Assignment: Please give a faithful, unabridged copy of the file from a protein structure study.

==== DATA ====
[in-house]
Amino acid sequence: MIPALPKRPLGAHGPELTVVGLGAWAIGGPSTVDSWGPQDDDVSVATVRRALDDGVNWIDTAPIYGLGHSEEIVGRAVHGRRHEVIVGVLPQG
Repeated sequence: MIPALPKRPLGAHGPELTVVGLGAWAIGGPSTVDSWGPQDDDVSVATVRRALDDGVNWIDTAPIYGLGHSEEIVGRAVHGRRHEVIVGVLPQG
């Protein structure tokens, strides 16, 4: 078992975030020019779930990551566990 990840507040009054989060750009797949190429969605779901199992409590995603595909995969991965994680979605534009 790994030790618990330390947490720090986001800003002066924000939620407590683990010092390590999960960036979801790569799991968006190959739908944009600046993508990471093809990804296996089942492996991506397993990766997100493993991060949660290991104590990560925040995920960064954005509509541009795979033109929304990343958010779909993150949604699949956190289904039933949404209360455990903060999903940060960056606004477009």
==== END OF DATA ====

[in-house]
Amino acid sequence: MIPALPKRPLGAHGPELTVVGLGAWAIGGPSTVDSWGPQDDDVSVATVRRALDDGVNWIDTAPIYGLGHSEEIVGRAVHGRRHEVIVGVLPQG
Repeated sequence: MIPALPKRPLGAHGPELTVVGLGAWAIGGPSTVDSWGPQDDDVSVATVRRALDDGVNWIDTAPIYGLGHSEEIVGRAVHGRRHEVIVGVLPQG
């Protein structure tokens, strides 16, 4: 078992975030020019779930990551566990 990840507040009054989060750009797949190429969605779901199992409590995603595909995969991965994680979605534009 790994030790618990330390947490720090986001800003002066924000939620407590683990010092390590999960960036979801790569799991968006190959739908944009600046993508990471093809990804296996089942492996991506397993990766997100493993991060949660290991104590990560925040995920960064954005509509541009795979033109929304990343958010779909993150949604699949956190289904039933949404209360455990903060999903940060960056606004477009």